Five Expo-backed projects making a difference during Covid-19

From educational support and Covid-19 response effectiveness, to providing new income channels for women, a number of organisations and start-ups – all supported by Expo 2020 Dubai – have come up with innovative ideas to minimise the impact of the pandemic on their communities and better equip them for the future.    

These projects span both Expo 2020’s Global Best Practice Programme and Expo Live, the Innovation Impact Grant Programme. which are highlighting projects that have provided tangible solutions to the some pressing challenges and can be replicated elsewhere.

Five of these projects include:

  1. Ensuring safe handwashing practices in rural communities 

UAE-based Project Maji – a Global Best Practice Programme project – devised the Maji Bucket to enable access to safe water. This low-tech and low-cost invention, produced by people in Ghana, ensured safe handwashing in rural communities. A foot-operated solution is part of the device that eliminates the need for touch and curbs the spread of bacteria. At US$30, the bucket is made of locally available products that allow for its easy replication. 

  1. Loans and financial training to low-income students 

Filipino fintech start-up InvestEd is among the Expo Live grantees, known as Global Innovators, which received assistance during the height of the Covid-19 pandemic through the US$1m Emergency Relief Fund (ERF). InvestEd provides loans and financial training to low-income students, allowing them to complete their college education. The ERF also offers coaching services to help students find job opportunities.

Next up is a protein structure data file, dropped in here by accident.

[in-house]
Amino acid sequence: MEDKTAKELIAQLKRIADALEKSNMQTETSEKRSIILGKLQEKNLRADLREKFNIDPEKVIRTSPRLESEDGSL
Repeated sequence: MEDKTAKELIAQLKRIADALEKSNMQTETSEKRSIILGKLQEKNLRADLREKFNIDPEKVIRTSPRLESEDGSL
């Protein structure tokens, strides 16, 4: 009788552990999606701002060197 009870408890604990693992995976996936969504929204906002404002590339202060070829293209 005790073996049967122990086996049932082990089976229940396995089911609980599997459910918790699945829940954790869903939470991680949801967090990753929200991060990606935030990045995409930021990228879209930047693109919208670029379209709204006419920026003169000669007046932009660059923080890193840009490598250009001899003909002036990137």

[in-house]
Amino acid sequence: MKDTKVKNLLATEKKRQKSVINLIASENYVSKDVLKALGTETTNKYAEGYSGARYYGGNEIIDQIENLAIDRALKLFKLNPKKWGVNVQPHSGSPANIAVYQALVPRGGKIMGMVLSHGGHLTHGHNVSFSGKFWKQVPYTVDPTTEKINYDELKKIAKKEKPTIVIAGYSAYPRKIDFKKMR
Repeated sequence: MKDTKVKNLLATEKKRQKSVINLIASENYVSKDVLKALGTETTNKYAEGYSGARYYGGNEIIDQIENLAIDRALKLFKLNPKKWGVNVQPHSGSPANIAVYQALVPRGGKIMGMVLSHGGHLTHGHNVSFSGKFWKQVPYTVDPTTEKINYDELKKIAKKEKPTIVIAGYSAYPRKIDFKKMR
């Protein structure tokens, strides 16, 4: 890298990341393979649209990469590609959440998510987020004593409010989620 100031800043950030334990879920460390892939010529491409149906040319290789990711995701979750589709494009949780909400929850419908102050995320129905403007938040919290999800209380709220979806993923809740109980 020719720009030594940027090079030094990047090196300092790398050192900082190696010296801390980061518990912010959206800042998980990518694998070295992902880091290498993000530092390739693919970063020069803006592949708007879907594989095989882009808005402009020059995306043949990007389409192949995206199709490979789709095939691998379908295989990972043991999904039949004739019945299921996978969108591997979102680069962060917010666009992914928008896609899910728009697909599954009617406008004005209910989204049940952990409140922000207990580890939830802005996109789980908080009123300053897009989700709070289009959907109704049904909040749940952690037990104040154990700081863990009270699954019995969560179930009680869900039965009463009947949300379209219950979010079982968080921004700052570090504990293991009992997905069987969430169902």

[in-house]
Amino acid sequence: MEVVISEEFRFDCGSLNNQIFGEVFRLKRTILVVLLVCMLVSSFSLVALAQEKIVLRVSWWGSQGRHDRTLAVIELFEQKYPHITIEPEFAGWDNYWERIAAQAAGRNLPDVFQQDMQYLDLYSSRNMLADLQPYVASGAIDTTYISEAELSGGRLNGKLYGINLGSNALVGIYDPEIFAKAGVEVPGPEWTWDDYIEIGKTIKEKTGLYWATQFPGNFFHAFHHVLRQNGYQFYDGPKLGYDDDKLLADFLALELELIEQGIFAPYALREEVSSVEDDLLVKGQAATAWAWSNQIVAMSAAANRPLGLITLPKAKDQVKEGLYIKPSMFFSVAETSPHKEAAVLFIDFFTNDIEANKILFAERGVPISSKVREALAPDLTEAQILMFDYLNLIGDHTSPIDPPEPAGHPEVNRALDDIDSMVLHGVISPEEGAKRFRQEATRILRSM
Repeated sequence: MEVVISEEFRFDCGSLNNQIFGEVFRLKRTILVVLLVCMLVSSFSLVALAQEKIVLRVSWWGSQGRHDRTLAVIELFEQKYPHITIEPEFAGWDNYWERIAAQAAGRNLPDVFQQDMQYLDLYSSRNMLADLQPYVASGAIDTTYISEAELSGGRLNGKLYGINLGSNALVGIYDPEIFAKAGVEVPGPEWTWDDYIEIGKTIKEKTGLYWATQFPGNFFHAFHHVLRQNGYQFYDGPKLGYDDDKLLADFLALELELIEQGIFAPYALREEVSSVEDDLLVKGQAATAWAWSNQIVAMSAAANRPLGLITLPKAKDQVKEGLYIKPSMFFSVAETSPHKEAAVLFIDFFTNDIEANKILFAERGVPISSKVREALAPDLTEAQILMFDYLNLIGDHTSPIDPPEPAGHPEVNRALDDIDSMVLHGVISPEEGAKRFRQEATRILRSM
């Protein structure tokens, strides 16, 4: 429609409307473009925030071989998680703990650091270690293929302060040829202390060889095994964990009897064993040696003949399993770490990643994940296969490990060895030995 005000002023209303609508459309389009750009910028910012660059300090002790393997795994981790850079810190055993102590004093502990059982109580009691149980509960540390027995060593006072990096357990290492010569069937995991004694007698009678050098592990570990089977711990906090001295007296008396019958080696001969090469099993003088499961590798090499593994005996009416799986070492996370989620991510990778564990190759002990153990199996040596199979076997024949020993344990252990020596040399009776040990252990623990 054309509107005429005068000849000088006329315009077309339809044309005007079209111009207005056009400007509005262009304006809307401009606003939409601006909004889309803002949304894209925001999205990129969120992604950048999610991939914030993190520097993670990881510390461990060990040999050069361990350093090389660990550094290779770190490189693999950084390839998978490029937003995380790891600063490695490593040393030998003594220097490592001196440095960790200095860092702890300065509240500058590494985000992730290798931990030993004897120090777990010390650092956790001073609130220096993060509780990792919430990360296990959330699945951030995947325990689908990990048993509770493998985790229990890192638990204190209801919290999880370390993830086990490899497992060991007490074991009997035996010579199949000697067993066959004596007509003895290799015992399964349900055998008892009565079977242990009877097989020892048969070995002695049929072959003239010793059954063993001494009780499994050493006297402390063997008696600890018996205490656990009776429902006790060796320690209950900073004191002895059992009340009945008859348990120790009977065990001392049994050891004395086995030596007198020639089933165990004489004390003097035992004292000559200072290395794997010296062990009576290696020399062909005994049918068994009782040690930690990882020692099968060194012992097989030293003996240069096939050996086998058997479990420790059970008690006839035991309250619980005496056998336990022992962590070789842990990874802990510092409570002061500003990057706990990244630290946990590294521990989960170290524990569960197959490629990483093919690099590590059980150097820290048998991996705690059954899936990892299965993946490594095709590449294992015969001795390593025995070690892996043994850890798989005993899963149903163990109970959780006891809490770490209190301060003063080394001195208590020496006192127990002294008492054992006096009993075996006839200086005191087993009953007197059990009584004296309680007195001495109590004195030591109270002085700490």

1. Supporting vulnerable women to grow successful home-based businesses 

Part of the Best Practice Programme, SitatByoot works directly with vulnerable communities – primarily women – in Jordan, helping them enter the labour market and grow their businesses online. In light of Covid-19, it launched a new vocational training programme, Tadreeb Live, focusing on sewing, crocheting, embroidery, and entrepreneurial skills, which can be delivered both online and offline. Women learn to accelerate their online home-based businesses, have opportunities to be employed by local garment factories, or become a certified ‘Maker’ through SitatByoot’s sister eCommerce website, Makesy, which facilitates business opportunities for the women. 

  1. Enabling fast and effective Covid-19 responses in rural populations 

Overcoming misinformation and enabling communities to check their symptoms accurately is critical to a fast, effective Covid-19 response. Best Practice Programme project reach52 delivers healthcare to rural populations across low- and middle-income countries through its ‘offline-first’ health platform and networks of agents. Through its platform, using offline-first mobile apps to provide education and support in hard-to-reach communities, mainly in the Philippines, Cambodia and India, the organisation has helped upskill 6,000 community health workers and estimated engagement with more than 500,000 residents since the start of the pandemic. 

  1. Mental health services for youth 

An initiative of a UK-based mental health organisation, the MeeToo app alleviates anxiety by helping teenagers talk about difficult issues – including the emotional strain of the pandemic. Another ERF grantee, MeeToo used the additional funds to provide round-the-clock counselling services to at-risk children and teenagers in need and saw its user base more than double between January 2020 and January 2021. MeeToo has supported more than 60,000 people between the ages of 11 and 25 since launching in 2017. 

To speak to representatives of the above projects – or any other Global Best Practice Programme or Expo Live projects providing innovative solutions to the challenges of Covid-19 please contact